Bills can argue Davis breached employment contract by walking out on team mid-game.
At halftime of today’s 31-20 loss to the Los Angeles Chargers, Bills cornerback Vontae Davis “pulled himself out of the game [and told coaches] he was done.” Per multiple reports, Davis then changed into street clothes and left New Era Field. When asked about the apparent retirement, Bills veteran linebacker Lorenzo Alexander called the move “completely disrespectful” and something he had never seen in all of his days of football, “Pop Warner, high school, [or] college.”
Davis put all rumors to rest this evening when he released a statement via his instagram account officially announcing his retirement from professional football.
“[T]oday on the field, reality hit me fast and hard: I shouldn’t be out there anymore. I meant no disrespect to my teammates and my coaches. . . . [I]t’s more important for me and my family to walk away healthy than to willfully embrace the warrior mentality and limp away too late.”
Where Bills players, coaches and training staff may have some choice words for Davis, the team’s administrative staff may have the best remedy against the cornerback–withholding the remainder of his 2018 salary.
NFL players are employees of their teams. After workout, roster, and signing bonuses are paid out, players are paid a base salary. This base salary is split up into seventeen increments and paid out of over the course of the NFL’s seventeen-week season. Davis’s 2018 salary breakdown is as follows, per Spotrac.com:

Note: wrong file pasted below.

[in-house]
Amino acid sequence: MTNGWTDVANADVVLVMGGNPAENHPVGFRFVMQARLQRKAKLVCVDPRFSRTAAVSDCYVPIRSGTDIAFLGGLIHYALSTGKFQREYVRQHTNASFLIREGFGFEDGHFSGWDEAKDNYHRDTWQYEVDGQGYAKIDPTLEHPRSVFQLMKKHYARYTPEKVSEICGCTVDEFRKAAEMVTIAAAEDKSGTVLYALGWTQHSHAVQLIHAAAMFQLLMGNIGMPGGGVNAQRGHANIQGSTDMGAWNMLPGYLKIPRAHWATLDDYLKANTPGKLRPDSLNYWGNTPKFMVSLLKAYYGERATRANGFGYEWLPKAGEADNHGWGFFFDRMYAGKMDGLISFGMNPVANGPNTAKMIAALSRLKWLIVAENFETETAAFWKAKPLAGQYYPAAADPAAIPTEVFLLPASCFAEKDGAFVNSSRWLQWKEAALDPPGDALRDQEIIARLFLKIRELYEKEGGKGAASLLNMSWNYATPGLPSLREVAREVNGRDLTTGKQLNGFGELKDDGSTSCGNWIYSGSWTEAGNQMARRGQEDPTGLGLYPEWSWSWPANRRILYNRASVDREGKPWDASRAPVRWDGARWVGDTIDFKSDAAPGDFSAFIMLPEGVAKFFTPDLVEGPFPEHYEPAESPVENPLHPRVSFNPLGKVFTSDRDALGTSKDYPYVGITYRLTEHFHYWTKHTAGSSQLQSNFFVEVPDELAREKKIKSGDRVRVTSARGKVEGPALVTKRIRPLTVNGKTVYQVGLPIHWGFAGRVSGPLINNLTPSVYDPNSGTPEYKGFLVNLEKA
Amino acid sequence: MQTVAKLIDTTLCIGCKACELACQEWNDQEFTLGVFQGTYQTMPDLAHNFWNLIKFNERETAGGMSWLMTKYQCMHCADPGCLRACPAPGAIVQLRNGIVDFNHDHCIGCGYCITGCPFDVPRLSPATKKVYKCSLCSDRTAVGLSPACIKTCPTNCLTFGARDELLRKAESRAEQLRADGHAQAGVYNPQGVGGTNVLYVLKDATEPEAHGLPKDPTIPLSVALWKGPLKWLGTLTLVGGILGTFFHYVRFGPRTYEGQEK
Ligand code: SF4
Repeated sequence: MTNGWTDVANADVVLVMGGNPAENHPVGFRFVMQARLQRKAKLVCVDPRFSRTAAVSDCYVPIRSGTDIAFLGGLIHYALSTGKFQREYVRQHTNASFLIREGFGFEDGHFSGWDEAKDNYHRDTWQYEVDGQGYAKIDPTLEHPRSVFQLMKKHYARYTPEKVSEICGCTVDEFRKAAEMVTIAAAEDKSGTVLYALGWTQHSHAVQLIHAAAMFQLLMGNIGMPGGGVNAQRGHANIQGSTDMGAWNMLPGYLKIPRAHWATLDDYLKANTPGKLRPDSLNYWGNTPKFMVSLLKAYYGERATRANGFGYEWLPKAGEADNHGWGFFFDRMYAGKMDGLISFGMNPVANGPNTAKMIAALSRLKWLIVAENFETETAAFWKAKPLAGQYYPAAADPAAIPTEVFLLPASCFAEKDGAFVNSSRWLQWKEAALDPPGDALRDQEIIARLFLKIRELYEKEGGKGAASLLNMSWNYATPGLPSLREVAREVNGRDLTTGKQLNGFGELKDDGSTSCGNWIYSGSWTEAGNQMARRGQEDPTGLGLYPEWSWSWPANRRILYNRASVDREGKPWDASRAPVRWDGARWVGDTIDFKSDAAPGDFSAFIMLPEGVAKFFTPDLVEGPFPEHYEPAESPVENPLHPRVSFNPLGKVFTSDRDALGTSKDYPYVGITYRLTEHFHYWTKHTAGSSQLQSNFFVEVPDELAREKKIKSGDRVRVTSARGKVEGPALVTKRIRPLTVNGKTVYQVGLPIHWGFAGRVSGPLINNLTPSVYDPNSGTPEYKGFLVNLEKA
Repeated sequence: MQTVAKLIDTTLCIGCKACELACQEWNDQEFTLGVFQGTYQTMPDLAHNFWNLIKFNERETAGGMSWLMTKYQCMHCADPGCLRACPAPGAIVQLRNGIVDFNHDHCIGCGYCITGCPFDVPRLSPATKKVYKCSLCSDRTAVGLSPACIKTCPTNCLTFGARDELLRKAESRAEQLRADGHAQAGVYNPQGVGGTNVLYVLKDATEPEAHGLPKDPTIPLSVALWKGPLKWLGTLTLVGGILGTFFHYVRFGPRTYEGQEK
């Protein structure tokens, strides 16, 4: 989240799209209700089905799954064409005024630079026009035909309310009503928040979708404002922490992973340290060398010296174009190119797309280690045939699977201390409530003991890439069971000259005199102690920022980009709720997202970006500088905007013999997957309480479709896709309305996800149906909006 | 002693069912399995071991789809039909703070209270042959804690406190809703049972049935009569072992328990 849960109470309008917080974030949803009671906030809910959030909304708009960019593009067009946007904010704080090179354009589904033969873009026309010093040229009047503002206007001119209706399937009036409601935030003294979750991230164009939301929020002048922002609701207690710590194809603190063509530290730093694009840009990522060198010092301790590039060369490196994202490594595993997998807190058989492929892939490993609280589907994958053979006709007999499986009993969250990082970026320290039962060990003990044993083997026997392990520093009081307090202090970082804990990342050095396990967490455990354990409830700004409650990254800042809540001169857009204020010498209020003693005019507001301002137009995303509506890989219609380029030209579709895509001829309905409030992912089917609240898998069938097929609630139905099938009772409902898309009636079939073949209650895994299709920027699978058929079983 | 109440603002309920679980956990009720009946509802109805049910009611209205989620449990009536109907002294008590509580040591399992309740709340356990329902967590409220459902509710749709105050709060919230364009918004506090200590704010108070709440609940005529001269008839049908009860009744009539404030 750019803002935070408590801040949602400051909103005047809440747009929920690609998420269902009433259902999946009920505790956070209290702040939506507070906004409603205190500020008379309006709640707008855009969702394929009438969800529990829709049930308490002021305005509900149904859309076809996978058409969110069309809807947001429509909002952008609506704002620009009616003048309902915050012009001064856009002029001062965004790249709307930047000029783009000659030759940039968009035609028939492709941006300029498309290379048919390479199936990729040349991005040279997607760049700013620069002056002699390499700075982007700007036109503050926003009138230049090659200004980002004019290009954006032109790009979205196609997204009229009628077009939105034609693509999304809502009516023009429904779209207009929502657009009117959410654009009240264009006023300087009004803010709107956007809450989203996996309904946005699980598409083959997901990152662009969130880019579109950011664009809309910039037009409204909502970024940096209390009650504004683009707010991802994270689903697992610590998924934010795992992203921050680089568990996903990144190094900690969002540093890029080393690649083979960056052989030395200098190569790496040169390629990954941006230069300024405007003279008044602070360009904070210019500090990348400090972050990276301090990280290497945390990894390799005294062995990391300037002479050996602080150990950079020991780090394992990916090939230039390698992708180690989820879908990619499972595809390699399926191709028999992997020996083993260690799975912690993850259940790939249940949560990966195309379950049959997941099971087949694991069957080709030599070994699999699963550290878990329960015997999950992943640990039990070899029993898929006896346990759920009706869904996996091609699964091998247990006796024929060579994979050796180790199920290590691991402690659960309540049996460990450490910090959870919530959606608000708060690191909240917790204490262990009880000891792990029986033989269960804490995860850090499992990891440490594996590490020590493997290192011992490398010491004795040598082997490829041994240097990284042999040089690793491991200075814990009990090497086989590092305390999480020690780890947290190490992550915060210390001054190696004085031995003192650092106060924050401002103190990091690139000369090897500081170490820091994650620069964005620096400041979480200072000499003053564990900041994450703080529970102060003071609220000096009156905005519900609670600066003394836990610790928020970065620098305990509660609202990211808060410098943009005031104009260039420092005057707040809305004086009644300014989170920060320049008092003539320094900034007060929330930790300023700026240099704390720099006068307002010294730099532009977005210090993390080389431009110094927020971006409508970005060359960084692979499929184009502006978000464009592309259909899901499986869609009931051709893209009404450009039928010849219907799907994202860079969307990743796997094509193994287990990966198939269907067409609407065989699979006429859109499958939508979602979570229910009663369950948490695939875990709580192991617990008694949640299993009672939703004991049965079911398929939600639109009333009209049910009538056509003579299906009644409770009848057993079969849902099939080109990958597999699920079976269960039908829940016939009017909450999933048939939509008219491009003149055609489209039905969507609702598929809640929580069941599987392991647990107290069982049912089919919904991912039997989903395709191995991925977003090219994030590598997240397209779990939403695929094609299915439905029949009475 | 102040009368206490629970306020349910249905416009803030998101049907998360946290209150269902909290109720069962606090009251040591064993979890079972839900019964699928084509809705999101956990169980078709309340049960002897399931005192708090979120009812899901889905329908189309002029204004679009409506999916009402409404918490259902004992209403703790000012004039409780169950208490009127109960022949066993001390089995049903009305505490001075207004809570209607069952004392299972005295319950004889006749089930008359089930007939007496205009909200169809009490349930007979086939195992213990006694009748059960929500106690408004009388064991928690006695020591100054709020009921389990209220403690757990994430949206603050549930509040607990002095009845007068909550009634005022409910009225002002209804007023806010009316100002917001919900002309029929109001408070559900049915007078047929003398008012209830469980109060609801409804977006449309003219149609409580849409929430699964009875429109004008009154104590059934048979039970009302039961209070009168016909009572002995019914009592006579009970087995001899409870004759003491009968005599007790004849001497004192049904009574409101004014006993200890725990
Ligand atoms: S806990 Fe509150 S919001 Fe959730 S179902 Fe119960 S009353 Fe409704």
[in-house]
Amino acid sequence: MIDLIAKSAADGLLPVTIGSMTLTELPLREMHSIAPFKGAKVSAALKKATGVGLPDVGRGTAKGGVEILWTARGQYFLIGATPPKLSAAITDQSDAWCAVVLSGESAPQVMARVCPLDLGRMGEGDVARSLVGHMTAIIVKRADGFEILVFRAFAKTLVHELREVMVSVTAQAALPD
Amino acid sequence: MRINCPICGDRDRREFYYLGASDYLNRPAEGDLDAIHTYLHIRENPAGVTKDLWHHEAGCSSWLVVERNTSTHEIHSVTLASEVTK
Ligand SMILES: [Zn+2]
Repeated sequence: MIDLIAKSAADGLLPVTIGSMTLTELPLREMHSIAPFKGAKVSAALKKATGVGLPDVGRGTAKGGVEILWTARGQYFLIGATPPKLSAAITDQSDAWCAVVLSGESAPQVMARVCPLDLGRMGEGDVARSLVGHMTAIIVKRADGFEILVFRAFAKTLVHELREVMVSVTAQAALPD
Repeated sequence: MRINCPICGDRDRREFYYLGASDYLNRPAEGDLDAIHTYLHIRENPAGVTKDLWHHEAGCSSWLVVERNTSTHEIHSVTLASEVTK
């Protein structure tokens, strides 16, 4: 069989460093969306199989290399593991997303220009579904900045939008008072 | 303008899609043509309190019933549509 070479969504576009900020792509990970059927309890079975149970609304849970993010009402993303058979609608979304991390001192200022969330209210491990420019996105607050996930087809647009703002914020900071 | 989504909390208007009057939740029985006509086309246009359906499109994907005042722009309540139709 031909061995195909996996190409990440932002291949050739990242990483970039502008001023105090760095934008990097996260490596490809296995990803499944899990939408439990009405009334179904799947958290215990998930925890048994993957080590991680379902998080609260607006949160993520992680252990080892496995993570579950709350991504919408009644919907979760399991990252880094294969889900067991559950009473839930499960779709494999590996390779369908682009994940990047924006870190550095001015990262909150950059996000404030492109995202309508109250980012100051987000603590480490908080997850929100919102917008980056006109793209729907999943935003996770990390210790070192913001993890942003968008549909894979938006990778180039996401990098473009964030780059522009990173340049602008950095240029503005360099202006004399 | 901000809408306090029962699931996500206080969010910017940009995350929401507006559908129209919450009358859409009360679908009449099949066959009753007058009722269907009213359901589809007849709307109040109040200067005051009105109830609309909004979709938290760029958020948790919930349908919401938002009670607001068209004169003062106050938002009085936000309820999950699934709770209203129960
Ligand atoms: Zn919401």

|Base Salary||Signing Bonus||Roster Bonus||Workout Bonus|
When Davis signed with the Bills in February, he collected his $1.5M signing bonus. He attended OTAs, which allowed him to earn his $250K workout bonus, and made the Bills’ 53-man roster in August, earning the $312,500 roster bonus. However, the remaining $2.25M could be at issue if the Bills decide to raise it.
Davis’s contract is not available to the public. However, the NFLPA publishes a standard form player contract on its website, which is also the first appendix to the collective bargaining agreement between the players and owners. There are two relevant provisions of the contract that may be pertinent if the Bills decide to recoup some, if not most, of Davis’s base salary.
First, is the “Employment and Services” covenant, which provides in relevant part, “Player agrees to give his best efforts and loyalty to the Club, and to conduct himself on and off the field with appropriate recognition of the fact that the success of professional football depends largely on public respect for and approval of those associated with the game. Player will report promptly for and participate fully in Club’s official mandatory minicamp(s), official preseason training camp, all Club meetings and practice sessions, and all preseason, regular season and postseason football games scheduled for or by Club.”